For roughly 500,000 Wal-Mart workers set to receive pay raises, something is better than nothing.

But it's still not much. It still won't be enough for many of them to afford housing and transportation and feed and raise children without government aid, according to economists and researchers.

The nation's largest private employer — with 1.3 million jobs — unveiled a salary bump for many of its lowest-paid workers on Thursday, promising a 1.1 percent increase in the average full-time wage over the next year, to $13 an hour. Part-time workers would get a 5.2 percent raise, to an average $10 an hour, by February 2016.

Both figures still fall below the $15 an hour "living wage" that many union-backed Wal-Mart employees have been pushing for. Workers are also campaigning for steep wage hikes at other major non-unionized employers — including McDonalds and other fast food chains, driven by rising income inequality and a decades-long decline in middle-class jobs.

Despite the raise, incomes for many Wal-Mart workers would still hover near the poverty line.

Wal-Mart's reputation has been pummeled by long-standing complaints that its workers can't even afford cars to shorten their commutes. Many depend on families, friends, churches and Medicaid and other forms of government assistance, experiences that contradict the career possibilities being advertised by Wal-Mart.

"As important as a starting wage is, what's even more important is opportunity, and we'll continue to provide that ladder that any of you can climb," Wal-Mart CEO Doug McMillon said Thursday in a note to employees.

But the announcement was clearly a recognition that workers in the retail economy are finding fewer ladder rungs to climb. In many cases, people are staying at entry-level jobs for their entire careers, stagnating their incomes and limiting their ability to spend at stores such as Wal-Mart.

Bill Simon, a former senior Wal-Mart executive, acknowledged as much to The Associated Press for a story published last year, when he said that many of the superstore retailer's employees would be better off seeking higher-paying jobs elsewhere.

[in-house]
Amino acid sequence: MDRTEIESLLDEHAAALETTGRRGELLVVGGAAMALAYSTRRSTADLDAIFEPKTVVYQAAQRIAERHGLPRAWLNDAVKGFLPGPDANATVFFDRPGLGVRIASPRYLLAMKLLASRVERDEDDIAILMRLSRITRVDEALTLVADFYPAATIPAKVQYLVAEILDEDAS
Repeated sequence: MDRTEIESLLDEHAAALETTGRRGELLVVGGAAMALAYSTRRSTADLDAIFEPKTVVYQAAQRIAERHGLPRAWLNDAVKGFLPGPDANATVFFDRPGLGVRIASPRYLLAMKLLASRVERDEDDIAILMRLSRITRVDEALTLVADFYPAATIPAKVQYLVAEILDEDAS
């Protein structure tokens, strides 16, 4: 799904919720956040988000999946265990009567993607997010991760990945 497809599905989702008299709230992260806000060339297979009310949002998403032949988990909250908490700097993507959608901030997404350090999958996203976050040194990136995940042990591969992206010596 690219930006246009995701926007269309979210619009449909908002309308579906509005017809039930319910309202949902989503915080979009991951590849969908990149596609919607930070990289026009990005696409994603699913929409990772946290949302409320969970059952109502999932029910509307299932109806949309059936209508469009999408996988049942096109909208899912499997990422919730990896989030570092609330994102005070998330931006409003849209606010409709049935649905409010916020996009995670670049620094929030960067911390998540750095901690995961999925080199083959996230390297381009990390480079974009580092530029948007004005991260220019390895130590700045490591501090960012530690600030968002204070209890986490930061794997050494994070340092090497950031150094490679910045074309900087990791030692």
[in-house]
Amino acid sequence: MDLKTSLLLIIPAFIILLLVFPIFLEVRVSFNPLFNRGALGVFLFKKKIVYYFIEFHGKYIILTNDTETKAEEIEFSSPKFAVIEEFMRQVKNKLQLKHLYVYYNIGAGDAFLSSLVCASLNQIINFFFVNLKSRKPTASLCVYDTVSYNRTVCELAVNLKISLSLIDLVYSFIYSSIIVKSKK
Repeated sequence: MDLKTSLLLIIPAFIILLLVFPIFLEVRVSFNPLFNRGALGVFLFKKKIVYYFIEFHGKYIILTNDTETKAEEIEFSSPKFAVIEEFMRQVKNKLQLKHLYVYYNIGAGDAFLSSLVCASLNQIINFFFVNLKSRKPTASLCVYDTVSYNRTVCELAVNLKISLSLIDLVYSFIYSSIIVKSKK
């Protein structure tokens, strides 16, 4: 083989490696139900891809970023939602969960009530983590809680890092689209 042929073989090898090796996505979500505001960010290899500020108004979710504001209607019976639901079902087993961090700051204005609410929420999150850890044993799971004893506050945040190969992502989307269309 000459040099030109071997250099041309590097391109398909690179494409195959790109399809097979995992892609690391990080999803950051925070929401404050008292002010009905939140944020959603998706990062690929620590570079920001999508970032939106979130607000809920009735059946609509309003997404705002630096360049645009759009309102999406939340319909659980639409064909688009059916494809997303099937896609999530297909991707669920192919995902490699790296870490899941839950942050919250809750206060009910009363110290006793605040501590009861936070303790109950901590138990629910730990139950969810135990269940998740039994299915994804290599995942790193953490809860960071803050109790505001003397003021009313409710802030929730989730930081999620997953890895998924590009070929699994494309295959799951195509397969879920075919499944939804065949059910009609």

Still, the impact of the pay raise will depend on where Wal-Mart workers live.

In Fayetteville, Arkansas — where Wal-Mart is headquartered — a single parent of one child would need to earn $16.85 an hour, almost $4 an hour more than Wal-Mart's pay raise for full-time workers, according to a living wage calculator created Amy Glasmeier, a professor of economic geography at the Massachusetts Institute of Technology. The calculator examines the costs of food, housing, transportation and medical care around the country.

In pricier parts of the country, the living wage is far higher: In Philadelphia, it rises to $19.68 an hour. In San Leandro, California, one of the San Francisco Bay Area's more affordable suburbs, a single parent's living wage is $23.22.

"The real challenge for them is to step up and calculate market by market, what is a fair wage," Glasmeier said.

But wages are only one factor for low-paid retail workers. At Wal-Mart and many other stores, many never get enough hours to earn a sufficient income.

"Are they able to get those hours so that they can earn a living wage, is the really big question," said Heather Boushey, executive director and chief economist at the Washington Center for Equitable Growth.

The answer? Doubtful.

Roughly half of all Wal-Mart employees work part-time. Wal-Mart announced Thursday that along with the raises, employees who want more hours would now be able to "view open shifts." But the company did not commit to offering them more hours.

With the raise, an average full-time employee working 35 hours a week would make $23,660 a year. An average part-time employee working 30 hours a week would earn only $15,600, just below the federal poverty line for a two-person household.

Some economists say it's unfair to expect Wal-Mart and other retailers to bear the burden of fixing poverty.

"It's unrealistic and inappropriate to expect that corporations will achieve that goal for the rest of society," said Michael Strain, deputy director of economic policy studies at the American Enterprise Institute.

Instead, the burden should be borne by society as a whole, through the government, Strain said. He notes that federal programs such as the Earned Income Tax Credit help those with low wages. Nearly 28 million households received the credit in 2013, getting an average payment of $2,407 after filing their taxes, according to the IRS.

"All of society should pitch in," Strain said. "If you only do it through $15 an hour, then its only McDonalds and Wal-Mart contributing."